Archive for the 'Renewable Energy' Category

Dan uses Veggie Oil

Ever dream of buying a van, putting a mattress in it, and driving down to Costa Rica to explore Central America, surf all day, and sleep on the beach every night?
Nick, of Portland Oregon, lived that dream, and throughout the 30,000 miles he did not pay for fuel once, and he only filled up his tank three times. Nick is carpenter and musician. He splits his time between labor and playing in a Latin rock -with reggae undertones- band. A couple of years ago he wanted to take a trip. A long trip, to Central America. He wanted to drive, but something about driving all that way disturbed him. Fuel would not only be costly to him, but he would be responsible for all of those carbon emissions. The answer seemed obvious- vegetable oil.Dan in back of his van. (Tank is below wooden platform)
Veg-oil, which can be burned in most diesel engines, has zero emissions when burned, and is free; an almost too perfect answer to Nick’s need of guilt-free transportation. He bought a six cylinder Ford work van, and with his friend converted it to run on veggie oil. Technically, all you need is a vehicle with a diesel engine, but simply pouring it in to the tank is not the safest of ways to go about it. The proper way is to install a two tank system, that due to the higher viscosity of veggie oil, starts and shuts down the engine on diesel fuel to give the veg-oil time to heat up. Nick and his friend welded a 300 gallon tank that sits in the back of the van. His fuel source was not hard to find either. Nick found some people with stock piles of veg-oil that he took off their hands. Veggie oil is a waste product that most restaurants pay to get picked up and disposed of. If you want some, ask the restaurant owner if it is OK to scoop some out. Usually they are more than willing.
Using veg-oil is not biking, but it is still radically alternative to other fuel sources. The time and money devoted to converting it was more than worth it to Nick, who encourages more people to make the switch. I am waiting for the day when my bike breaks down, and first car that came by was powered by veg-oil. Tomorrow, maybe?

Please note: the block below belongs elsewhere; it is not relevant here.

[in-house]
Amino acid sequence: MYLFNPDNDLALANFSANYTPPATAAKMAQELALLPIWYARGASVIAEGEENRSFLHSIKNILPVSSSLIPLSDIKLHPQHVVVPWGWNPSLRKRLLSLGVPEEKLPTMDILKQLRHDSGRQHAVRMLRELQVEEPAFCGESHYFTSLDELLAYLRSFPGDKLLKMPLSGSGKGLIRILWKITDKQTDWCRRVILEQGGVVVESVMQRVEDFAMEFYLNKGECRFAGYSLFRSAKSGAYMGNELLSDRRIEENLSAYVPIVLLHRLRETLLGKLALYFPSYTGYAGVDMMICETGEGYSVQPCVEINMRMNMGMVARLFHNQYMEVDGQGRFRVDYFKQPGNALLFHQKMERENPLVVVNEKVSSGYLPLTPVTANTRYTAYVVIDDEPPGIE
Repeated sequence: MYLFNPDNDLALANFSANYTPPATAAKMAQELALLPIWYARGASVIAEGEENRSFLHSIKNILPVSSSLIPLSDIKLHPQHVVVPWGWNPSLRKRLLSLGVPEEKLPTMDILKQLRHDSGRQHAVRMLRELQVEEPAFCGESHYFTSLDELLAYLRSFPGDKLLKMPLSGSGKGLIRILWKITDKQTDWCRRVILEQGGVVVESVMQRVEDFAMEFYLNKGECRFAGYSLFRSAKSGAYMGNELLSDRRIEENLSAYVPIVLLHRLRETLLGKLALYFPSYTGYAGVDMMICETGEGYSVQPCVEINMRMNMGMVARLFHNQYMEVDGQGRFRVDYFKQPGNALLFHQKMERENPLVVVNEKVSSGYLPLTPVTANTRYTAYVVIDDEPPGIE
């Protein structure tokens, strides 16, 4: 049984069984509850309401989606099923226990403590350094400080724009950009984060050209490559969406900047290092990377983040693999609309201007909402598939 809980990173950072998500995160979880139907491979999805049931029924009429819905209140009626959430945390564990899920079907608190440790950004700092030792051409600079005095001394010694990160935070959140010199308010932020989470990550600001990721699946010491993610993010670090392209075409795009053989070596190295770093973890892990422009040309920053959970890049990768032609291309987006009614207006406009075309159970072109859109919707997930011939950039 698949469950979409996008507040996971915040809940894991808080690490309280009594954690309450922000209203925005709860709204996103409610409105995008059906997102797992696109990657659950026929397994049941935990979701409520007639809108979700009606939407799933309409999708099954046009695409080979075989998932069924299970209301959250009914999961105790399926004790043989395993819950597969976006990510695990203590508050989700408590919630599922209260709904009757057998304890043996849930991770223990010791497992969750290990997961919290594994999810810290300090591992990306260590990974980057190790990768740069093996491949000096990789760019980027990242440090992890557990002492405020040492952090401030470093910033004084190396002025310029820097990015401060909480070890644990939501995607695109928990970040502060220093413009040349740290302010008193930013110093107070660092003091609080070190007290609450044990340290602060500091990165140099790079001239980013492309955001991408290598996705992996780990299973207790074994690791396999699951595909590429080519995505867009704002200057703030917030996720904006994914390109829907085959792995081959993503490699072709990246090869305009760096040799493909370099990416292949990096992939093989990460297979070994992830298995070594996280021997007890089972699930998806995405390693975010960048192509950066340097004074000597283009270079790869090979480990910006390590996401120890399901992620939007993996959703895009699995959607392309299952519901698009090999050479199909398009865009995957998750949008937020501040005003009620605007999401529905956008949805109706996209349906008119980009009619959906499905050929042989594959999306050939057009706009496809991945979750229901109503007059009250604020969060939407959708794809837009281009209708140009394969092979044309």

59th Street Bridge

May 2009 405Once again we rolled in to a driveway, this time K.K. and Ira’s, unannounced with only our bikes to keep them curious long enough to explain why we trespassed. K.K. and Ira are two of the kindest people we have met so far. After discussing biodynamics they invited us to camp in their pasture after a stir fry dinner with asparagus from the garden. Dinner, which included home made bread along with the biodynamic asparagus was better than any pasta dish I have had. Even Laura, who does not like asparagus thought it was delicious. It was a beautiful night when we went to bed and an equally pleasant morning when we woke. That day was their anniversary, so after a cup of coffee with milk and honey K.K. and Ira style we left and came back with a local pie. On our way out we noticed the array of solar panels on the roof which were very well disguised. Ira said they are completely energy independent!
Our ride West on Route 25 along the vinyards was very calm, quite the opposite of our evening trying to make it to Seaport, NY where Laura’s grandmother lives, and uncle was waiting to meet us. We rode in the dark along a very busy highway crossing intersections we should not have crossed. From Seaport we stopped in Howard Beach to have lunch with Laura’s grandfather. We went to a local diner. I got a sandwich that came with Cole slaw. I ate it, all the while thinking about K.K., Ira, and their vegetables. Where did this lettuce come from? What about these carrots? How was this radish grown?
We pushed along Queens Blvd to my

Entering the city

Entering the city